I’ve been whining so much about pool problems that I forgot what this sport was all about: open water! So, when I happened to get an email from USA Productions about the Catfish Open Water Swim, and noticed it was the next day, I registered right away.
I really like swimming in bay area lakes. The water is clean and calm and the temperatures tend to hover in the high 60s, which is wonderful. This swim was supposed to take place in South San Francisco, but they moved it to the Quarry Lakes near Fremont, which are a gorgeous spot, and–as opposed to some South Bay reservoirs–open for swimming even when there’s not a race going on. Good to know!
I’m really glad I went; it was a glorious, sunny morning and the lake was glassy and crystal clear. There were about 300 people there, but only 12 of us swam the 2.4 mile course without a wetsuit. This is what it looked like:
As can be seen in the map, you can’t really see the turnaround point from the start (plus, we were a bit misinformed about what the buoy situation out there was going to be like), but it all turned out to be fairly self explanatory once we swam around the bend. As is frequently the case with lake races, they ran security using SUP paddles, and while the kids were not very strict with enforcement (folks cut around the buoy line and were not penalized), they seemed to have fun.
It was fairly clever of the race organizers to let the wetsuit folks go out five minutes before our wave; there were 40 of them and 12 of us and the assumption was that some violence could be avoided. But there were a fair amount of slow wetsuit folks, and so, by the time we got to the turnaround buoy I’d overtaken several folks from the previous wave. And I started out in the back behind everyone else!
This probably calls for a bit of commentary about the psychology of these short races. In the last few years I’d gotten used to very long races, in which I already know I’m going to be, by far, the slowest swimmer in the group, and so I abandon all hope and just swim at my leisure and pleasure, keeping a lot of stamina and energy for the end and watching my stroke really carefully. These shorter affairs are a completely different story. The pool of competitors is much larger, and since many of them are triathletes (this race, with the 1.2mi and 2.4mi distances, catered particularly to that group), you can’t assume that swimming will be their forte. And so, I found myself doing something I haven’t done in ages when racing: Competing with, and overtaking, other people.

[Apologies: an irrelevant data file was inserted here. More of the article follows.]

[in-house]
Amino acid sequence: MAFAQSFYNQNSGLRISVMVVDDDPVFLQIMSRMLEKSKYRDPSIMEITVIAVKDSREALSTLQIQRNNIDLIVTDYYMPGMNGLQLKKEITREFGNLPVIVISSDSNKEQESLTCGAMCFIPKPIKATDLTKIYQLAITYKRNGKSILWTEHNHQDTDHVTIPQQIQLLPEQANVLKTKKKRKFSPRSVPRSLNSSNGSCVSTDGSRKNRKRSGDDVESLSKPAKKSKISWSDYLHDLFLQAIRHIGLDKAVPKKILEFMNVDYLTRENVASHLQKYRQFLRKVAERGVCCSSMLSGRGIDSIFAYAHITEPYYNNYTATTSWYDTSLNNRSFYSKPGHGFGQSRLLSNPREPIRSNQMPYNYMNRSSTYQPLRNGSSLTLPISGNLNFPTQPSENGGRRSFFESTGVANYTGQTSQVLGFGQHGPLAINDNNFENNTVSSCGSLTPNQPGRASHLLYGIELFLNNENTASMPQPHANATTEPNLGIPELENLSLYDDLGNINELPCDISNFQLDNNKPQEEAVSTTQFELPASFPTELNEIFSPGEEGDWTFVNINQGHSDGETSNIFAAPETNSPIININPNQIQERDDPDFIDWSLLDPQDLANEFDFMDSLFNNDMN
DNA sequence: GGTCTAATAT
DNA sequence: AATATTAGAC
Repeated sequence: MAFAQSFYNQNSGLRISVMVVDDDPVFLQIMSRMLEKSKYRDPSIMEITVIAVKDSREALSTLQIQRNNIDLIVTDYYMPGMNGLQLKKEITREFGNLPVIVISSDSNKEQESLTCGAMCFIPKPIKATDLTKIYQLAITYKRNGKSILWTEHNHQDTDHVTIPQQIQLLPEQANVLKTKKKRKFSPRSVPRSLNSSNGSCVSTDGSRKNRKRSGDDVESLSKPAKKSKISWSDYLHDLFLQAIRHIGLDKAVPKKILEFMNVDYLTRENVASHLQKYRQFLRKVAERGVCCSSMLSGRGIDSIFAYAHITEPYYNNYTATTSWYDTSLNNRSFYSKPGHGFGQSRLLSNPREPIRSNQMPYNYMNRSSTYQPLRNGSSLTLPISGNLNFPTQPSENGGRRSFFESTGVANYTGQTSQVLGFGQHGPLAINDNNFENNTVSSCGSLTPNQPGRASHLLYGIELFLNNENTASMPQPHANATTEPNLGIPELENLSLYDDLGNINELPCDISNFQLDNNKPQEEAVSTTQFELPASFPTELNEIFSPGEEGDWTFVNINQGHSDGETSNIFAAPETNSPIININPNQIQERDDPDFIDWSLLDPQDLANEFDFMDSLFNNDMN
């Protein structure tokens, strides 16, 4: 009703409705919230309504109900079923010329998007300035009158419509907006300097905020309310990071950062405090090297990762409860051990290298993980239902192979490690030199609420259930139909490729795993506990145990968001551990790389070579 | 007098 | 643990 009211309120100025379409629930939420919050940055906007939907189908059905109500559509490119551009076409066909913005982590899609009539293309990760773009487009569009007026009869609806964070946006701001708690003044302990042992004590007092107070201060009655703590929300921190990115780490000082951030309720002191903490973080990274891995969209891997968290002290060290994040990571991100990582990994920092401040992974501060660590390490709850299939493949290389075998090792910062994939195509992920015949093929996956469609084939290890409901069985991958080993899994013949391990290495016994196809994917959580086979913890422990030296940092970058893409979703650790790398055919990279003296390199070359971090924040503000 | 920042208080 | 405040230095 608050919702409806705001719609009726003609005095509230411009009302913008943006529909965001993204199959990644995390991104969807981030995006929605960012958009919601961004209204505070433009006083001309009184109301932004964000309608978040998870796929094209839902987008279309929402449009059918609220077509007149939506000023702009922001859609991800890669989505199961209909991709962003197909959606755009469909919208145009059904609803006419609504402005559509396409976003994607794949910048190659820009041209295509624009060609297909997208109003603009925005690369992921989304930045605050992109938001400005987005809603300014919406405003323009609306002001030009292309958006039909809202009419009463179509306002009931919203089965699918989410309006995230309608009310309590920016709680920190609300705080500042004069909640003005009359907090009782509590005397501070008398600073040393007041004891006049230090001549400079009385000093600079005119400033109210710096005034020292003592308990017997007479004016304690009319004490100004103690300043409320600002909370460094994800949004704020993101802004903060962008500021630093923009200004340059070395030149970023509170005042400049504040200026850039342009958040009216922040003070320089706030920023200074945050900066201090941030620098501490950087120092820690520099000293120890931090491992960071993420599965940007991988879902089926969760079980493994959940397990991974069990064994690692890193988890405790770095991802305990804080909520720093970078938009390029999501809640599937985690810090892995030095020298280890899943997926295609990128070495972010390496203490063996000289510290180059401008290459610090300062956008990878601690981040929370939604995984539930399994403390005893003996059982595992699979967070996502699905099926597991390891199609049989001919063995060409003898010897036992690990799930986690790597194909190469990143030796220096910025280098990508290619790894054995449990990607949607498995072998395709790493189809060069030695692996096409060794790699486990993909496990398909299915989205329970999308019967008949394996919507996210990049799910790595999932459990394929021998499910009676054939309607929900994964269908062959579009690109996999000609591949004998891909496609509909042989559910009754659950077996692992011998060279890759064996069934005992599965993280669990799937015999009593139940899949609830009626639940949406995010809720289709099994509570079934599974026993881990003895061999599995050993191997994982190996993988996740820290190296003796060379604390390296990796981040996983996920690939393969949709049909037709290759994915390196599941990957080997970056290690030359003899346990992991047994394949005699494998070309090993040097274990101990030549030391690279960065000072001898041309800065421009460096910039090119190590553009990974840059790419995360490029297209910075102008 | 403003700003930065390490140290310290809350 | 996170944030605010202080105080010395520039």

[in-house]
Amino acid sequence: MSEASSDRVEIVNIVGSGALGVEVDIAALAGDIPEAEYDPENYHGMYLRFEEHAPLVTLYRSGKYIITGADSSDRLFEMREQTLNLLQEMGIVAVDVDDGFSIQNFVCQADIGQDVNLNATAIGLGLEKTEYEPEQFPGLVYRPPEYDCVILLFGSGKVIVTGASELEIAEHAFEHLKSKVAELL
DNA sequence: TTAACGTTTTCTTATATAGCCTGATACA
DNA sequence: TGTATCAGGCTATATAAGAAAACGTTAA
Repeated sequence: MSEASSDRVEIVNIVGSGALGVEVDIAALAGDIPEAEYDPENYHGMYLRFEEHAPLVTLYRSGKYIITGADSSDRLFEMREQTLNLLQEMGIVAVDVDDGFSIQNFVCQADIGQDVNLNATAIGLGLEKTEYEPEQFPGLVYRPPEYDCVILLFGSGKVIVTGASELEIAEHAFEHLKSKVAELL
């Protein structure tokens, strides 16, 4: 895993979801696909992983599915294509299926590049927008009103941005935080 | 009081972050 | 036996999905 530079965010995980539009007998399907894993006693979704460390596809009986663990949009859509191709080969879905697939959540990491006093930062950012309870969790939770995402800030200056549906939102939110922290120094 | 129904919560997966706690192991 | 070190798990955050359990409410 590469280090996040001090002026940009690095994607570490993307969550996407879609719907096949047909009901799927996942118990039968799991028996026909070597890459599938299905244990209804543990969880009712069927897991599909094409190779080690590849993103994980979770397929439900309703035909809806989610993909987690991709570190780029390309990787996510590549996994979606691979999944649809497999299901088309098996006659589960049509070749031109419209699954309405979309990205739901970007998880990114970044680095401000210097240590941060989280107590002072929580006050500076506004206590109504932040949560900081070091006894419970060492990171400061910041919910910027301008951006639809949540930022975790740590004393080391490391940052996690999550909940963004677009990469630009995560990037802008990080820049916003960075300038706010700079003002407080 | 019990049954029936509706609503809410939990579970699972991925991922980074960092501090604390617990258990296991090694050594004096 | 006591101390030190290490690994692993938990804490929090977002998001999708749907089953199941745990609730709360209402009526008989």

When I saw the 10k Olympic race in London, I was fascinated by the strategy the different competitors employed. Many of them, probably Thomas Lurz included, were counting on drafting behind Ous Mellouli and overtaking him at the end. Ous, like a real champ, just forged ahead the whole time and finished first – much like Keri-Anne Payne did a few years earlier. I have a lot of respect for people who don’t play the drafting game (even though it’s perfectly kosher and legit to draft), partly because it’s never worked very well for me. Most folks I swim shorter races with are not TI folks; they kick and create bubbles and commotion around them and it’s just not worth the trouble. But I’m pretty proud about how strategic I was in this race. I pushed to reach a group ahead of me, drafted a bit at someone’s thigh, then overtook them. I got to overtake at least four wetsuit people this way in the last quarter of the race. It felt good to swim strong. One person clawed me a bit after I passed him, which is a known occupational hazard; I retaliated by shifting to a 6-beat kick and creating a ton of bubbles around his head.
I was rather pleased with myself as I got to the very last buoy, and then encountered a somewhat complicated finish line: the lake has permanent lane lines in it, and we had to cross under or over them to get out.
As you can see in the picture, at the very end of the race you basically have two choices: cross under or over the lane lines. I opted to swim under them, continued to stroke till my hand raked the bottom of the lake, and ran out on shore.
I did pretty well for an old, undertained, injured lady.
My Bia has me at 1:40 or so, which makes sense given that I started the GPS when the wetsuit wave started. It also has me at 2.6 miles, which means some sighting snafus but not nearly as bad as in previous escapades. I tended to veer toward the left, but since it was a counterclockwise course, that actually worked in my favor, as I took very tight turns around the buoys and sighted frequently.
Most importantly, I had fun! And even though the distance is roughly a quarter of what I’ll be swimming in Vermont in mid-July, I know that the aggressive push I put in at the last quarter of the race means I had a lot more endurance and fuel in me, which could last me for the few hours that the race will take. I’m estimating a finish anywhere between 6:30 and 7:00 hours, depending on lake conditions.
At some point earlier in the year, I registered for a trans-Golden-Gate -Bridge swim, which apparently happens next week. I’m still undecided whether I want to get into the bay, but if I am, I’ll report from the field. Meanwhile, the priority is to actually get this ass back in the pool and put in some serious yardage, so I’m fit and comfortable come Kingdom Swim.